Should you ask to keep your car if the insurance company decides it is a total loss?
Your auto insurance may allow you to keep your totaled car, if you let them know you want to keep it promptly.
If you don’t want to keep it, the insurance company sells it at auction and keeps the proceeds. The proceeds are the salvage value.
If you wish to keep the car, the auto insurance company deducts your car’s estimated salvage value from your claims settlement check. Here is how it would work:
$10,000 market value or ACV – $500 deductible = $9,500 claims settlement, and the insurance company sells your totaled car for salvage and keeps the proceeds.
$9,500 – $1,500 Salvage value = $8,000 claims settlement and you keep your totaled car.
Your auto insurance company may decline to let you keep the car if you have a late model, popular car with valuable parts, and a high salvage value.
Keeping your car might be a good choice if the damage is cosmetic. For example, if your car was totaled because of parts stripped from it in a theft, and you know you can buy replacement parts, and get them installed, for less than your claims settlement check, after the salvage value has been deducted.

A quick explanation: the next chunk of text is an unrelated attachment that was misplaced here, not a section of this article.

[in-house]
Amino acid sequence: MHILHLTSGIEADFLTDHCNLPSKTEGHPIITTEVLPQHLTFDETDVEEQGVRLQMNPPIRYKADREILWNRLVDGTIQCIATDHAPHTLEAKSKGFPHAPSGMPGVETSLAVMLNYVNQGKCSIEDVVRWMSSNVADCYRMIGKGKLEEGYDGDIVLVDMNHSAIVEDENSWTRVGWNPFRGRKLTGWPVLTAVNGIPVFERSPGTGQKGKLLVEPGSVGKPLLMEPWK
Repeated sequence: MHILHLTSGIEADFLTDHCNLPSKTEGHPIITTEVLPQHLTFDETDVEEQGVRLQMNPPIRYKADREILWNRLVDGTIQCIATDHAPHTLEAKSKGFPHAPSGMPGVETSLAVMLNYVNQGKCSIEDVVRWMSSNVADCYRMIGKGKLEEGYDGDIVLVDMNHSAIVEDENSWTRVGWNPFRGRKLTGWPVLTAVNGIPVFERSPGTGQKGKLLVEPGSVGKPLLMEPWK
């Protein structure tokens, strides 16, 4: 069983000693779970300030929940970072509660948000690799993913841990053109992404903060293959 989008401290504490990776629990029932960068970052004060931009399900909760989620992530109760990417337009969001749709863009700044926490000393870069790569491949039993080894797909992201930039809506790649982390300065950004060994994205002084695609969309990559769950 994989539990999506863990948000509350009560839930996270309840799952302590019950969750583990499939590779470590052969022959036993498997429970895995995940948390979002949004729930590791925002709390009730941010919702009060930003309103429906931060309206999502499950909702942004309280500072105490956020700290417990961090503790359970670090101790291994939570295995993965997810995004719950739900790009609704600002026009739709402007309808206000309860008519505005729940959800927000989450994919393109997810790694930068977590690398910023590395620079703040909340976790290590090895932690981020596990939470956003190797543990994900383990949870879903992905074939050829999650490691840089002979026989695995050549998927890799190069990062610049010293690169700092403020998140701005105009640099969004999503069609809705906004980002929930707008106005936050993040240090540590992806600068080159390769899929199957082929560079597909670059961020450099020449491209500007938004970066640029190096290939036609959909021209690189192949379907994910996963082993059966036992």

However, if there is substantial damage to your vehicle, amounting to close to 50% of the value of the vehicle, you may want to consider requesting it to be totaled, even if the insurance company has not said it is totaled. Explain to your adjuster there is likely to be hidden damage, or structural damage, possibly to the frame, which cannot be properly repaired.
Keeping your car, once it has been totaled, after receiving major damage in an accident has its hassles — getting the repairs completed on your own, the vehicle inspected, re-titling it as a salvage title, suffering the diminished market value if you were to sell it, is usually not worth it.